19 Parent Education $1,050 / year This amount allows a parent in the family to take two courses of three credits each at a community college. It covers expenses for tuition, textbooks and student fees. Work should lift you out of poverty, not keep you there.

20 Contingency Amount $2,549 / year The contingency amount equals the hourly wage of the parents x their number of hours worked per week for each parent (35), for two weeks. The contingency amount is for unexpected expenses such as being away from work to care for a family member, any out of town travel, transition between work or the two week waiting period for employment insurance benefits. Work should lift you out of poverty, not keep you there.

21 Total Family Expenses The two parent / two child family with the expenses presented above has family expenses of $5,062 per month, or $60,749 per year This family needs to earn $66,139 before taxes and transfers. Work should lift you out of poverty, not keep you there.

22 Living Wage = $18.17 per hour for Vancouver, based upon the above family expenses, and factoring in government transfers and government deductions. ($17.31/hour for Victoria) Work should lift you out of poverty, not keep you there.

23 Not Included The Living Wage does not allow the family to own a house; save for retirement; save for their children’s education; or service debt. The recreation/entertainment budget is very modest, as is housing and contingency. Work should lift you out of poverty, not keep you there.

24 How can employers become ‘Living Wage Employers’? Pay all direct staff (FT, PT and casual) the living wage. LW can be attained by a combination of wages and benefits You must commit to insert a Living Wage clause (stipulating that contracted workers be paid a Living Wage) in all future contracts for external staff, who provide services to your organization on a regular ongoing basis, but who are not direct employees. Employees paid by incentive-based pay (tips) or commission can be paid less than a Living Wage (once wages + tips/commission=LW) Advocate for public policies that would enhance affordability and lower the living wage.

25 Key Conditions Externally contracted staff refers to staff that work on a regular ongoing basis (providing at least 120 hours of labour a year) that many businesses use to provide janitorial, security, cleaning or catering services. Ad hoc contract work (for example for repairs or maintenance) is exempted from this clause. A Living Wage clause should be included in all future agreements and renegotiated agreements with contractors you hire. You do not need to renegotiate existing contracts before they come up for renewal in order to be compliant.

26 Key Conditions Non-mandatory benefits include employer contributions towards an employee’s health/dental care, MSP premiums, child care expenses, enhanced vacation and sick leave etc. Employers are allowed to have a small amount of trainees or students placements that are paid below the living wage once they don’t represent a core part of the total staff makeup (no more than 10-20%). Staff who are on probation are not counted as part of the living wage determination process but once their probation period is over they must receive a living wage. The Living Wage is calculated annually to take account of living expense changes and changes. LW Employers will be asked to be re-certified every 2 years based on the existing Living Wage figure at that time.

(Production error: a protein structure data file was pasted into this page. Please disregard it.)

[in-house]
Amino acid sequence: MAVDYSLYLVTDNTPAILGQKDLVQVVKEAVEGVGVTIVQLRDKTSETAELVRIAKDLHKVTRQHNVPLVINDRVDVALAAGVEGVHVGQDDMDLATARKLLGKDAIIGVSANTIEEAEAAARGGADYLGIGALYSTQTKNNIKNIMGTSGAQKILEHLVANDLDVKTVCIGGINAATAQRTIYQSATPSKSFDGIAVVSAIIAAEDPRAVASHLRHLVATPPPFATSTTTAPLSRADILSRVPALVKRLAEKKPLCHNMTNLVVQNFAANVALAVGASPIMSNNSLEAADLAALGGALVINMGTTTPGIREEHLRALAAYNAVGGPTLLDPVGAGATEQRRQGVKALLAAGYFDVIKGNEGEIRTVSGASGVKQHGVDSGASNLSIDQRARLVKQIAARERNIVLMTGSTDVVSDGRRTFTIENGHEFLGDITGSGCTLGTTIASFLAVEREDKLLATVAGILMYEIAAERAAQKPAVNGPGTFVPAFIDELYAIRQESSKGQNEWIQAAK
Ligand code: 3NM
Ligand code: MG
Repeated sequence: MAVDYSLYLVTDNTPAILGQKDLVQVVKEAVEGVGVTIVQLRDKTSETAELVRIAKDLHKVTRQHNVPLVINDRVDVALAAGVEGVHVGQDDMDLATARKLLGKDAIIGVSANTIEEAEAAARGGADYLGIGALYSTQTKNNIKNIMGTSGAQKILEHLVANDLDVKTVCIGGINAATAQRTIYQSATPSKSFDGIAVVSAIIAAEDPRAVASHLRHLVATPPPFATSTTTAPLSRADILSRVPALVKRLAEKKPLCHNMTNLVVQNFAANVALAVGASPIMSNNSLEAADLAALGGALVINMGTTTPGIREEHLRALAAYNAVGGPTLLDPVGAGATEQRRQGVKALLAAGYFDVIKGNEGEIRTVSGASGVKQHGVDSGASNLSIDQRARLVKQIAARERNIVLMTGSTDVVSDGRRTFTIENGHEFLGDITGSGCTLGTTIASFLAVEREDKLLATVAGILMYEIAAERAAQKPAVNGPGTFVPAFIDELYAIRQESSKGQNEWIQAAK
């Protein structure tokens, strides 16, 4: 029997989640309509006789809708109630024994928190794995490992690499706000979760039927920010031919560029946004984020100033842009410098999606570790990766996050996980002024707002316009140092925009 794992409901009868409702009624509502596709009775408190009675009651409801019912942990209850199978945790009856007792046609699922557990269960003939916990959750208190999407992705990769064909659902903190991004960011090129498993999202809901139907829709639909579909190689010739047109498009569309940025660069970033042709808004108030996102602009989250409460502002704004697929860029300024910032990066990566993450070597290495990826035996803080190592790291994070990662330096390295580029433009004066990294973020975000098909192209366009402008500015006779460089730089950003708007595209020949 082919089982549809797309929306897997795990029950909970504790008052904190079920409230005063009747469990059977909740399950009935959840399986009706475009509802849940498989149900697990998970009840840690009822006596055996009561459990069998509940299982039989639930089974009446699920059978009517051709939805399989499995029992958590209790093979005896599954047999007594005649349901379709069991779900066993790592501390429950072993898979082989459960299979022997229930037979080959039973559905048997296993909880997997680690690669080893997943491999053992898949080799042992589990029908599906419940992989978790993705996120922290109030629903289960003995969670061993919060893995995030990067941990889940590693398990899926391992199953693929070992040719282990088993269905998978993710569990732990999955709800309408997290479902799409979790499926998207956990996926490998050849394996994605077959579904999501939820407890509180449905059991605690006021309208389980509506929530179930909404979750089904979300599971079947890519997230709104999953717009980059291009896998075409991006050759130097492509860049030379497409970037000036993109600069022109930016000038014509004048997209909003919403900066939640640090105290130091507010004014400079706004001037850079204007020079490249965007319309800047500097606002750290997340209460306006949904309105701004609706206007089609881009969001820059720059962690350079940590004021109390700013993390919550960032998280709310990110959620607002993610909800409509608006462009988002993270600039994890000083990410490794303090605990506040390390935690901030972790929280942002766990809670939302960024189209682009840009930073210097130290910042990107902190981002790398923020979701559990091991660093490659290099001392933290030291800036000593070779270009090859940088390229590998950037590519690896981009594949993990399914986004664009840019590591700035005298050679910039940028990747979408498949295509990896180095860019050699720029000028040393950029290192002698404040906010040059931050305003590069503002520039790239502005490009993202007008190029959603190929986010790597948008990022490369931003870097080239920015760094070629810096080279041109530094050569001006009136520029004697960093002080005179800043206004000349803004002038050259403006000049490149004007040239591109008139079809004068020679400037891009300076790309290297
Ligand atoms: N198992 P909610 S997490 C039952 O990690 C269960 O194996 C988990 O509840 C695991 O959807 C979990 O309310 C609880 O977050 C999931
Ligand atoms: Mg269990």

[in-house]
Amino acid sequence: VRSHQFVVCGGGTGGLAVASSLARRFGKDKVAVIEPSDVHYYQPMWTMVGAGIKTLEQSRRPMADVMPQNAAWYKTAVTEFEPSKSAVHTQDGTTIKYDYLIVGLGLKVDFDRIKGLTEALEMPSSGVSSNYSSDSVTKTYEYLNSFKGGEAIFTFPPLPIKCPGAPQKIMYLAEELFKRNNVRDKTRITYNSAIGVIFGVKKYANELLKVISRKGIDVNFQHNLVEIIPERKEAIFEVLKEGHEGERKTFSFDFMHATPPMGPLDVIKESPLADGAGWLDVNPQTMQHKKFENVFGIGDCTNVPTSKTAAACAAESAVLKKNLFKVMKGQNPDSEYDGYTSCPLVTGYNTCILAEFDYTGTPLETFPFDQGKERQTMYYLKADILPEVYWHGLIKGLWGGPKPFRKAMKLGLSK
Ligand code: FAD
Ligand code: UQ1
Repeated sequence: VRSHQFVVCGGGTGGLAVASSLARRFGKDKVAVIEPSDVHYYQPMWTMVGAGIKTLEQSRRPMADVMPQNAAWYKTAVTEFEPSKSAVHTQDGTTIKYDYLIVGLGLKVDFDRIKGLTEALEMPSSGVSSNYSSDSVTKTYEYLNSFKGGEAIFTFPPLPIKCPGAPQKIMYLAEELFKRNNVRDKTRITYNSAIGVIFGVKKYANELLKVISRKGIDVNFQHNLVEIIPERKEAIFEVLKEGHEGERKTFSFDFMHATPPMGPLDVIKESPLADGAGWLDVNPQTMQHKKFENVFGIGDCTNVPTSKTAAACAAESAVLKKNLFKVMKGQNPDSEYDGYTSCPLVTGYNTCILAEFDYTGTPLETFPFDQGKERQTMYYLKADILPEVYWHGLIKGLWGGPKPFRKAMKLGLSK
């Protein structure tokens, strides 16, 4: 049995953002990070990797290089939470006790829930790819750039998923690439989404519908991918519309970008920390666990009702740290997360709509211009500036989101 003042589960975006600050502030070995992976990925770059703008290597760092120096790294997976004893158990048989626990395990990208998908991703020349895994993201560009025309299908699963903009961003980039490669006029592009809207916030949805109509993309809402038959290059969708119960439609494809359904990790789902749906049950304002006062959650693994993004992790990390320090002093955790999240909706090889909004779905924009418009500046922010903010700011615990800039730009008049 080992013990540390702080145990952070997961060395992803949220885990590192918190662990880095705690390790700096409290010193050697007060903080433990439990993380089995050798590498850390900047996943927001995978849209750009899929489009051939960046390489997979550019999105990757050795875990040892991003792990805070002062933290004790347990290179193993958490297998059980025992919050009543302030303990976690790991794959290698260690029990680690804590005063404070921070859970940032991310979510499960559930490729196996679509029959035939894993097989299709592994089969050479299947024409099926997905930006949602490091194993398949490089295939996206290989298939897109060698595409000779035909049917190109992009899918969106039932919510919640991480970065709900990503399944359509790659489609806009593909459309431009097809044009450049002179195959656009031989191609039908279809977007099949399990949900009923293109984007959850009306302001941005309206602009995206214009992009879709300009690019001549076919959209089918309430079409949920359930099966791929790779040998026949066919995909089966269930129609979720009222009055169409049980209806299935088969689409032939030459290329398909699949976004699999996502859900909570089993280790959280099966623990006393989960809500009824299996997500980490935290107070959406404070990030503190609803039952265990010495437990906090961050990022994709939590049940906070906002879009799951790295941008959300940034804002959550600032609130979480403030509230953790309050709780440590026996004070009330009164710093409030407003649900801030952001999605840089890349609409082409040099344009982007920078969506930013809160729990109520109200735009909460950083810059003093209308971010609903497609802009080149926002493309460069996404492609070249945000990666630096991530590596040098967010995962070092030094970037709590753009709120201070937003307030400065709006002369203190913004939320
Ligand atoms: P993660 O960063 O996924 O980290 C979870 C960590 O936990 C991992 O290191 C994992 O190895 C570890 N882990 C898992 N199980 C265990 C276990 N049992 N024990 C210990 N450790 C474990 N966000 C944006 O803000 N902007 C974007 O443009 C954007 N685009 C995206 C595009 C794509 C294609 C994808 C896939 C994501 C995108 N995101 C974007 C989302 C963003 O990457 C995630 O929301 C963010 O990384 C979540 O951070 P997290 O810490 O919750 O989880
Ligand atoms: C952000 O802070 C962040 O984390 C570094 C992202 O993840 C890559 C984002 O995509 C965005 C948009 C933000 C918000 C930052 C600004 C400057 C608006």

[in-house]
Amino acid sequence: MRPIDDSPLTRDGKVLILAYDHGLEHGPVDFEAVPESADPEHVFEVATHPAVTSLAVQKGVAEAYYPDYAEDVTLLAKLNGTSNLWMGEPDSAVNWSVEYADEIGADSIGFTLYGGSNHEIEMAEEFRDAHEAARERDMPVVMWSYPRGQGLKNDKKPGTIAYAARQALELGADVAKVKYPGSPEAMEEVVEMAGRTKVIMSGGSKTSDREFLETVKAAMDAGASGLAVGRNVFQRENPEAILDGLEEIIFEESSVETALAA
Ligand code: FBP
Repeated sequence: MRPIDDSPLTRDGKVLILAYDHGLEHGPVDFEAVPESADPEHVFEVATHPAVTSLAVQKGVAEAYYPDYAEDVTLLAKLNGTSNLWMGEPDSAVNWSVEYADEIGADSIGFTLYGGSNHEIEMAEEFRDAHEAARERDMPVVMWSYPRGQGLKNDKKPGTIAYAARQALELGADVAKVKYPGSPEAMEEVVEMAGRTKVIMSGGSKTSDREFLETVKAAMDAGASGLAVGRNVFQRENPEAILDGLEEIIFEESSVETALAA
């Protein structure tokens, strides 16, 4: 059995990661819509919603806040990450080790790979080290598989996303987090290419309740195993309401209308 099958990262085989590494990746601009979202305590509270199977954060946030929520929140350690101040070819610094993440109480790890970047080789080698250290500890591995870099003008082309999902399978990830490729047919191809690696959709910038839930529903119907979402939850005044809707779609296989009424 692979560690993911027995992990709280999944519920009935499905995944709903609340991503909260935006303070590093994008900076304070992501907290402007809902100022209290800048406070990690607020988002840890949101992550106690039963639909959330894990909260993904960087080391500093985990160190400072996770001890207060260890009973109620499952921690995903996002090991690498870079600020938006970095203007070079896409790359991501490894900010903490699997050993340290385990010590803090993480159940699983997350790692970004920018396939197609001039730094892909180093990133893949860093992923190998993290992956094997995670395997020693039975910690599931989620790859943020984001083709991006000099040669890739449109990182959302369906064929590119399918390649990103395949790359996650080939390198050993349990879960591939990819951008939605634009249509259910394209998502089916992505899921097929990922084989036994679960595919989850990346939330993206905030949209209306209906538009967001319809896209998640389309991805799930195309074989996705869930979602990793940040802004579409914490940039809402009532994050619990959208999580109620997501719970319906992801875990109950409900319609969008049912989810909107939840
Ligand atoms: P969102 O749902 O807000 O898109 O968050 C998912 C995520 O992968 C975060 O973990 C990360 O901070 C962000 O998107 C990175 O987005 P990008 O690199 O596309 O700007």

27 How do I apply? Fill out Enrollment Form Application reviewed by the 'Living Wage Recognition Body'. This body is made up of representatives from Business, Social Enterprise, Ethical Investment and Trade Unions Signing Ceremony -Living Wage Pledge. LW Employer given sample living wage clauses for insertion into external contracts and a sample living wage internal policy (copies of these are available on our website) as well as window decal for store front display and an electronic logo for use on websites and letterhead. You will be publicly recognized as a Living Wage Employer on our website and any of our periodic publications. Future plans for Living Wage Awards Ceremony

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29 Living Wage Employer Programme Targeted 30/40 Employers. 8 signed up (2 Credit Unions, 1 Environmental Business, 1 Awards Company and 4 NGOs) 10/15 other organizations hoping to apply. Partnership with SAP software Hoping to launch the programme to the larger business community in the fall/winter of 2010.

30 Where has this happened? Over 130 US cities since 1994- New York, Chicago, Boston, Detroit, Cleveland, Los Angeles, San Francisco, Oakland, San Jose and Miami Greater London Authority, UK New Westminster-April 2010-first in Canada Canadian cities considering this approach include Ottawa, Waterloo, and Calgary Current US administration is considering giving preference to contractors who pay a living wage in bidding for Federal contracts

31 Case Study-London 2012 Olympics in London will be the first Living Wage Olympics! Numerous companies signed up including HSBC, Royal Bank of Scotland, KPMG, Price Waterhouse Coopers, Queen Mary University, LSE. “Paying the London Living Wage is not only morally right, but makes good business sense too. What may appear to a company to be an unaffordable cost in a highly competitive market should more often be viewed as a sound investment decision. I believe that paying decent wages reduces staff turnover and produces a more motivated and productive workforce.” Conservative Party Mayor of London, UK, Boris Johnson, 2008

32 Case Study - KPMG “ So, for KPMG, paying the Living Wage is not just an important part of our values, our people strategy and our award winning corporate responsibility agenda: it’s critical.” Ian Tew, Head of Workplace at KPMG, UK, 2008 Turnover amongst our cleaning staff has more than halved. Morale has been raised. Despite improved sick pay potential abuse has not materialized Productivity has improved; attitudes are more flexible and positive Service has improved: our help desk gets far fewer complaints